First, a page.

Faith and Life: Taking Bible Study to the Community

February 20th, 2017

The Bible is at the heart of faith. This library of witnesses invites us into the struggles of faithful people who, during conflicts, sought to love God and neighbors and share visions for living. Bible study confirms God’s love, builds communities, and clarifies ministries.

While church members regularly say Bible study is a number one priority, we know that they often skip Bible studies. Why? I am convinced that they are afraid—studying the Bible seems difficult. Moreover, they are not sure that it will make a difference in their living. They ask: How can I understand a time so far away? Will it speak to my life today? Will it help me purchase a home, raise my children, make friends, or succeed at work?

The simple answer to their questions is yes. Bible study enriches both our faith and our living. This essay is a plea for small-group Bible study that brings the tools of Bible study to our lives. Bible study does make a difference.

Of course, we need help to bridge the past with the present. Bible study is difficult! The Bible is made up of many kinds of writing (poems, stories, prayers, letters) composed over a long period. The witnesses who wrote and edited these books were often simply struggling to survive the oppression of empires, like Babylon or Rome. But they focused on God’s faithfulness, offering hope in risky situations. Let’s look at some examples of how we focus on faith and living.

Bible study communicates the heart of faith. God calls us to faithfulness, yet we know we fail. As we read the Bible, we learn that the great witnesses of faith falter too. We learn that God is the faithful one. As God’s children, God loves us and continues to call us to love God, our neighbors, and ourselves. Our covenant between a gracious and expectant God is at the heart of the best Bible studies.

Bible study skills can be taught. Yes, the Bible was collected in a world historically distant from ours. Yet we can learn the events that affected its writers. For example, each of the authors of New Testament books lived in the shadow of the Roman Empire. In Acts, we see how the early church sought to provide life for those who had so little. To learn this background, a congregation I know offers a four-week study each year to help people learn the skills to read the scriptures and know its world.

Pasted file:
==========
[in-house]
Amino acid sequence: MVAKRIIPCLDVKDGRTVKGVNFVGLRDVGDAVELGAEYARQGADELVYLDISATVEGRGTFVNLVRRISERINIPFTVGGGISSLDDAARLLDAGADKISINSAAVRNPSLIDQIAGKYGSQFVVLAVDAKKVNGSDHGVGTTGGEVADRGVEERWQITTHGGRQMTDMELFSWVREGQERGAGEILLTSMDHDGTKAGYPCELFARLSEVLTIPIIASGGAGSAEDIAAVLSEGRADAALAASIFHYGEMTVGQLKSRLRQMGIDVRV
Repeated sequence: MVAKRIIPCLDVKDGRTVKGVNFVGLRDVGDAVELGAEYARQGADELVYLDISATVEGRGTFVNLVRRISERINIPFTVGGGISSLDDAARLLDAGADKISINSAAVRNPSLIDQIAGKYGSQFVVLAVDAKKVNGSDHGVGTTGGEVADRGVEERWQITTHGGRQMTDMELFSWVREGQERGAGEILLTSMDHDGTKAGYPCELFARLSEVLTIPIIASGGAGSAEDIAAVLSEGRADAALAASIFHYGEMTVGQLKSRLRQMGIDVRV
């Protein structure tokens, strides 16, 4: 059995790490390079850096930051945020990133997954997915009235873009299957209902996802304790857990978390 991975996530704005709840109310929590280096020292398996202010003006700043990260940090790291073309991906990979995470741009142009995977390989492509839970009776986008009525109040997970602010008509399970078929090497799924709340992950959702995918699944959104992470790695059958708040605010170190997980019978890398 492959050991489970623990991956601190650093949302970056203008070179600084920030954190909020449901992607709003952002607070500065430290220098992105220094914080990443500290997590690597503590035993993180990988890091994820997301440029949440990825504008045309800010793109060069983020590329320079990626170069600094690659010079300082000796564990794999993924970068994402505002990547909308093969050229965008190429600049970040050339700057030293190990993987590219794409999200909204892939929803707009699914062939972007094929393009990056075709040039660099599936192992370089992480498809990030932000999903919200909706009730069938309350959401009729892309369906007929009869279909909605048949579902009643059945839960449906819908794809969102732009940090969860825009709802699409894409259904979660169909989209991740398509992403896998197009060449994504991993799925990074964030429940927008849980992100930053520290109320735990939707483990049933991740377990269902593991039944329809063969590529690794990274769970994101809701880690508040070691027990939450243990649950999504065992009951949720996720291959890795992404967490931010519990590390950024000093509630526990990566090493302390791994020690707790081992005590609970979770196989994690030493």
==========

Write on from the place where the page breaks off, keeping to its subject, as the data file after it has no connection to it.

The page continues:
Bible study builds community. Some churches schedule weekly small groups to study the scriptures that will be used in Sunday worship (lectionary studies). A surprising result occurs in these groups. Not only do the members enhance biblical study skills and participate in worship with more intensity but they learn that group members care. When life issues confront them, they have a regular community of friends who will sit with them and hold them up.

Bible study enhances our communities. Another congregation holds a small group Bible study in a local library. The library has been known for its book groups about mysteries, great classics, or biographies. And now Bible study. While acknowledging that some who attend are believers and others are not, the group deepens biblical skills, builds friendships, and discusses how the Bible (along with other sources) is a key part of our culture. The group struggles with how biblical stories and precepts shape public life and how popular culture can be enriched.

Bible study crosses boundaries and offers hope. Partnering with a synagogue and a mosque, another church offers an interfaith Bible study. We know that our traditions share stories and heroes. Monthly, a small group studies passages from each other’s sacred books. As they study, differences become apparent, but they also learn common commitments. Hopes for their neighborhoods are shared. Together, they have planned mutual work projects and advocated for local issues.

Bible study matters! Bible study makes a difference in how we know our faith and live our lives. Frankly, it does help us raise our children, build friendships, and make work-related decisions. For Christians, we learn better to follow the way of Jesus. For our wider communities, we learn to build our lives together.

Jack L. Seymour is professor emeritus of religious education at Garrett-Evangelical Theological Seminary and author of Teaching the Way of Jesus (Abingdon Press, 2014) and Teaching Biblical Faith (Abingdon Press, 2015).

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